With a third grade education, Gramps eventually wrote and published his autobiography, Journey to Eternity, an amazing story, and a treasure for our family. I began reading it again recently, knowing it is my story, too....

  • June 30, 2020

    Making Assumptions: Why Should You Catch Yourself?

    Making Assumptions: Why Should You Catch Yourself?

    In my last post, I posed a question about whether you can catch yourself when you're about to make an assumption about another person's thoughts or actions, and whether you can choose to move toward curiosity instead of judgment--a crucial awareness if you want to have more skilled conversations.

    I think now a more important question than "whether" you can catch yourself is "why you might want to".

    As I read and re-read the post, I came to see it as naive. Those of us who want to catch ourselves making assumptions will do it and get better at it. And there are some who don't want to get better and maybe don't care. If you just want to be right--or know someone who does--read on....

  • June 16, 2020

    Making Assumptions: Can You Catch Yourself?

    Making Assumptions: Can You Catch Yourself?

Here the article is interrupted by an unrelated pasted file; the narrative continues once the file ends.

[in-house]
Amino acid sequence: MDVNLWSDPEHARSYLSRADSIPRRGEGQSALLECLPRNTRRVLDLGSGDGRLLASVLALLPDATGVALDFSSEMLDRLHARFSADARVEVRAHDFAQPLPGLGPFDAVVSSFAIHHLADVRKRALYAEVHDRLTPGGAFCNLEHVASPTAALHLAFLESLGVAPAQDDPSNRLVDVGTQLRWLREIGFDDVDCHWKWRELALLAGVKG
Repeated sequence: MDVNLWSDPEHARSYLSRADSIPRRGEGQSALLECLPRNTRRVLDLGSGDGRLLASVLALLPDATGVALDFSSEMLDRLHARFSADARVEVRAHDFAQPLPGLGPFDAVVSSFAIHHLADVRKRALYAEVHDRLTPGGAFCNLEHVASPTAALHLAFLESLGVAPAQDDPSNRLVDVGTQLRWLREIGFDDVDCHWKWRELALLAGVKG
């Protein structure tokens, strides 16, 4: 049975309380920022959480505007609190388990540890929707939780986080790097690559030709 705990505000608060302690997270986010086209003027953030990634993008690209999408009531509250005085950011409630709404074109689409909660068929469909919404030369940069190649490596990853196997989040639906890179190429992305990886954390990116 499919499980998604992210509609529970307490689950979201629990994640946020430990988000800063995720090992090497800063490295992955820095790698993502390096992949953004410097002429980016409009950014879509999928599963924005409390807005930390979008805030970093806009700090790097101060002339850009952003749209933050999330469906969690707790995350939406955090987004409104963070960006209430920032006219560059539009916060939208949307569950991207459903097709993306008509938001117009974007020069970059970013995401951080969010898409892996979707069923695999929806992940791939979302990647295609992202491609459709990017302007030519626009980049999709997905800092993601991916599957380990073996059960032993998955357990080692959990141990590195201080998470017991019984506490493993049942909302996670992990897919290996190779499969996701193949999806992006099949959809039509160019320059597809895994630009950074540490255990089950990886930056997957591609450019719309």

Have you ever wondered what was going on in another person's mind when they spoke or acted in a way that for you was unimaginable? Did you leap into curiosity or judgment? 

    When our indoor pool was still open, I was enjoying the hot tub after my daily swim when I was joined by a fellow early morning swimmer. We know each other by name but otherwise not well. Without preamble, he began talking about the news of the day as if I was in his brain, knew exactly where he was coming from, and agreed with his views on the politics involved.

    He was really upset with what was going on in the primary race (COVID-19 wasn't yet a common topic of discussion) and he assumed I was also upset. I couldn't tell if he expected me to engage in the conversation or if he just needed to be heard. I didn't engage. I was enjoying my quiet time in the tub, and didn't want to encourage his strong emotions. I also felt differently about some of things he was angry about. 

    Regardless, he kept up a one-sided conversation, with increasing anger and frustration....